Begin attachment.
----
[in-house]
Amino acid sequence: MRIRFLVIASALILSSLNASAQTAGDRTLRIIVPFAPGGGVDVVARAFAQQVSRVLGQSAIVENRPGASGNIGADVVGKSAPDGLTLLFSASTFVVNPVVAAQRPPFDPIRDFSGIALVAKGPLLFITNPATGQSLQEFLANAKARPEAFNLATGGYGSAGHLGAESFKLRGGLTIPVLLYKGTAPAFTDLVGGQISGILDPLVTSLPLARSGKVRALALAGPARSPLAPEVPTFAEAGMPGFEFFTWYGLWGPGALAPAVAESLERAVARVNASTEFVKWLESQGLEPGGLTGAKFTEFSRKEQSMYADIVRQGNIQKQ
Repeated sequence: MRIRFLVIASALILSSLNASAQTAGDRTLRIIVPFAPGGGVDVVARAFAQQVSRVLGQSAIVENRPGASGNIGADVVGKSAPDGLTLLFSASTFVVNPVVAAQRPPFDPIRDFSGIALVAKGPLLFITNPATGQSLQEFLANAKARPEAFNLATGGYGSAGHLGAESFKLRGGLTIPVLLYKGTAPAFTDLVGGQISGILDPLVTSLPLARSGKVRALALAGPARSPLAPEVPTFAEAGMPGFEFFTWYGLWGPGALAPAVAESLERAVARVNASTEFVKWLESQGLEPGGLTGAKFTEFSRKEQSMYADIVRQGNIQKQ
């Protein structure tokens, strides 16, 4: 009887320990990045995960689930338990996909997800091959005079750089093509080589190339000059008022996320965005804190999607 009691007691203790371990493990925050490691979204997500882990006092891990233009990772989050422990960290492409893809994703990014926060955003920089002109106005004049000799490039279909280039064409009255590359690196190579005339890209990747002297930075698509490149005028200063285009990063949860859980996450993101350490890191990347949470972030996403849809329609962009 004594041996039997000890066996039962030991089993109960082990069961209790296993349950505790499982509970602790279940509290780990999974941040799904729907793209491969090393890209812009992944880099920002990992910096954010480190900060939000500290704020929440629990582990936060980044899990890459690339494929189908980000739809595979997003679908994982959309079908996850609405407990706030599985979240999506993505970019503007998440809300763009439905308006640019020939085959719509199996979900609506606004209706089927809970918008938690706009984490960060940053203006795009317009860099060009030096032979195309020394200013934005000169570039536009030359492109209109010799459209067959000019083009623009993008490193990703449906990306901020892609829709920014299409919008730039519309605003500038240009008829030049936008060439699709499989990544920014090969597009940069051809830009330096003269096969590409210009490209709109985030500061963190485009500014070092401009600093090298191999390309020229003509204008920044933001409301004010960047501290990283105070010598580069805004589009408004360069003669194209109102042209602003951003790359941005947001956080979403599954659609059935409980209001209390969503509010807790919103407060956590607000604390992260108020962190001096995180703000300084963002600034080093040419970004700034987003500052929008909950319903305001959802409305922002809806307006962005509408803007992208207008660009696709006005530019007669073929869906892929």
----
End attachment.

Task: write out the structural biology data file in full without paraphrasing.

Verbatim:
[in-house]
Amino acid sequence: MRIRFLVIASALILSSLNASAQTAGDRTLRIIVPFAPGGGVDVVARAFAQQVSRVLGQSAIVENRPGASGNIGADVVGKSAPDGLTLLFSASTFVVNPVVAAQRPPFDPIRDFSGIALVAKGPLLFITNPATGQSLQEFLANAKARPEAFNLATGGYGSAGHLGAESFKLRGGLTIPVLLYKGTAPAFTDLVGGQISGILDPLVTSLPLARSGKVRALALAGPARSPLAPEVPTFAEAGMPGFEFFTWYGLWGPGALAPAVAESLERAVARVNASTEFVKWLESQGLEPGGLTGAKFTEFSRKEQSMYADIVRQGNIQKQ
Repeated sequence: MRIRFLVIASALILSSLNASAQTAGDRTLRIIVPFAPGGGVDVVARAFAQQVSRVLGQSAIVENRPGASGNIGADVVGKSAPDGLTLLFSASTFVVNPVVAAQRPPFDPIRDFSGIALVAKGPLLFITNPATGQSLQEFLANAKARPEAFNLATGGYGSAGHLGAESFKLRGGLTIPVLLYKGTAPAFTDLVGGQISGILDPLVTSLPLARSGKVRALALAGPARSPLAPEVPTFAEAGMPGFEFFTWYGLWGPGALAPAVAESLERAVARVNASTEFVKWLESQGLEPGGLTGAKFTEFSRKEQSMYADIVRQGNIQKQ
């Protein structure tokens, strides 16, 4: 009887320990990045995960689930338990996909997800091959005079750089093509080589190339000059008022996320965005804190999607 009691007691203790371990493990925050490691979204997500882990006092891990233009990772989050422990960290492409893809994703990014926060955003920089002109106005004049000799490039279909280039064409009255590359690196190579005339890209990747002297930075698509490149005028200063285009990063949860859980996450993101350490890191990347949470972030996403849809329609962009 004594041996039997000890066996039962030991089993109960082990069961209790296993349950505790499982509970602790279940509290780990999974941040799904729907793209491969090393890209812009992944880099920002990992910096954010480190900060939000500290704020929440629990582990936060980044899990890459690339494929189908980000739809595979997003679908994982959309079908996850609405407990706030599985979240999506993505970019503007998440809300763009439905308006640019020939085959719509199996979900609506606004209706089927809970918008938690706009984490960060940053203006795009317009860099060009030096032979195309020394200013934005000169570039536009030359492109209109010799459209067959000019083009623009993008490193990703449906990306901020892609829709920014299409919008730039519309605003500038240009008829030049936008060439699709499989990544920014090969597009940069051809830009330096003269096969590409210009490209709109985030500061963190485009500014070092401009600093090298191999390309020229003509204008920044933001409301004010960047501290990283105070010598580069805004589009408004360069003669194209109102042209602003951003790359941005947001956080979403599954659609059935409980209001209390969503509010807790919103407060956590607000604390992260108020962190001096995180703000300084963002600034080093040419970004700034987003500052929008909950319903305001959802409305922002809806307006962005509408803007992208207008660009696709006005530019007669073929869906892929």